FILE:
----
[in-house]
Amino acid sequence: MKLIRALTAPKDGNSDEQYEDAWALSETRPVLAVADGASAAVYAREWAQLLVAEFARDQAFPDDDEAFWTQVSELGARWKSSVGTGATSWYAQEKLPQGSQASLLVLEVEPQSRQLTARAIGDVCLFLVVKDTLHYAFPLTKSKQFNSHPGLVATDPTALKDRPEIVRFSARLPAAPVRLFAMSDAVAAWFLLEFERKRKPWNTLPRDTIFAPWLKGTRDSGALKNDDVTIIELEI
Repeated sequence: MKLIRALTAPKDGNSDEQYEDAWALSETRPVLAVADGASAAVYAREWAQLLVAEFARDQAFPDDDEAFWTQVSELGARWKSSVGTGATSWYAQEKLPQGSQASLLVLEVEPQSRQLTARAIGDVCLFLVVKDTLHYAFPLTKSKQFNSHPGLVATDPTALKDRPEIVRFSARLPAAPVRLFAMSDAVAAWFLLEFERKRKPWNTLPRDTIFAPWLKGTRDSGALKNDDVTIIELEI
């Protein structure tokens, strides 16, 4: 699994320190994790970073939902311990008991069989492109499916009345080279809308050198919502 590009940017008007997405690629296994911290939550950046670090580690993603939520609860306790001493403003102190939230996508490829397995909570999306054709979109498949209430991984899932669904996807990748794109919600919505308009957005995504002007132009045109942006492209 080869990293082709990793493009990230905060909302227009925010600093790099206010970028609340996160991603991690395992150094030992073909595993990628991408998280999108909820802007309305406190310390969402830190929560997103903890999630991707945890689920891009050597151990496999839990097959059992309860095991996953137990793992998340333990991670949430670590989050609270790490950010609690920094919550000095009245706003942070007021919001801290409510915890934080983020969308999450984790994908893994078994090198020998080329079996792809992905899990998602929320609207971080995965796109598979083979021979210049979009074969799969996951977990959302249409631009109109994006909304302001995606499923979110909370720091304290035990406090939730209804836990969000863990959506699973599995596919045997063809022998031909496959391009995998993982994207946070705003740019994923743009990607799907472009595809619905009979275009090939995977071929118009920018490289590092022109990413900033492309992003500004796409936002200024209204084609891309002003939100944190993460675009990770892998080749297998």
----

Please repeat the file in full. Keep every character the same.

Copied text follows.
[in-house]
Amino acid sequence: MKLIRALTAPKDGNSDEQYEDAWALSETRPVLAVADGASAAVYAREWAQLLVAEFARDQAFPDDDEAFWTQVSELGARWKSSVGTGATSWYAQEKLPQGSQASLLVLEVEPQSRQLTARAIGDVCLFLVVKDTLHYAFPLTKSKQFNSHPGLVATDPTALKDRPEIVRFSARLPAAPVRLFAMSDAVAAWFLLEFERKRKPWNTLPRDTIFAPWLKGTRDSGALKNDDVTIIELEI
Repeated sequence: MKLIRALTAPKDGNSDEQYEDAWALSETRPVLAVADGASAAVYAREWAQLLVAEFARDQAFPDDDEAFWTQVSELGARWKSSVGTGATSWYAQEKLPQGSQASLLVLEVEPQSRQLTARAIGDVCLFLVVKDTLHYAFPLTKSKQFNSHPGLVATDPTALKDRPEIVRFSARLPAAPVRLFAMSDAVAAWFLLEFERKRKPWNTLPRDTIFAPWLKGTRDSGALKNDDVTIIELEI
């Protein structure tokens, strides 16, 4: 699994320190994790970073939902311990008991069989492109499916009345080279809308050198919502 590009940017008007997405690629296994911290939550950046670090580690993603939520609860306790001493403003102190939230996508490829397995909570999306054709979109498949209430991984899932669904996807990748794109919600919505308009957005995504002007132009045109942006492209 080869990293082709990793493009990230905060909302227009925010600093790099206010970028609340996160991603991690395992150094030992073909595993990628991408998280999108909820802007309305406190310390969402830190929560997103903890999630991707945890689920891009050597151990496999839990097959059992309860095991996953137990793992998340333990991670949430670590989050609270790490950010609690920094919550000095009245706003942070007021919001801290409510915890934080983020969308999450984790994908893994078994090198020998080329079996792809992905899990998602929320609207971080995965796109598979083979021979210049979009074969799969996951977990959302249409631009109109994006909304302001995606499923979110909370720091304290035990406090939730209804836990969000863990959506699973599995596919045997063809022998031909496959391009995998993982994207946070705003740019994923743009990607799907472009595809619905009979275009090939995977071929118009920018490289590092022109990413900033492309992003500004796409936002200024209204084609891309002003939100944190993460675009990770892998080749297998």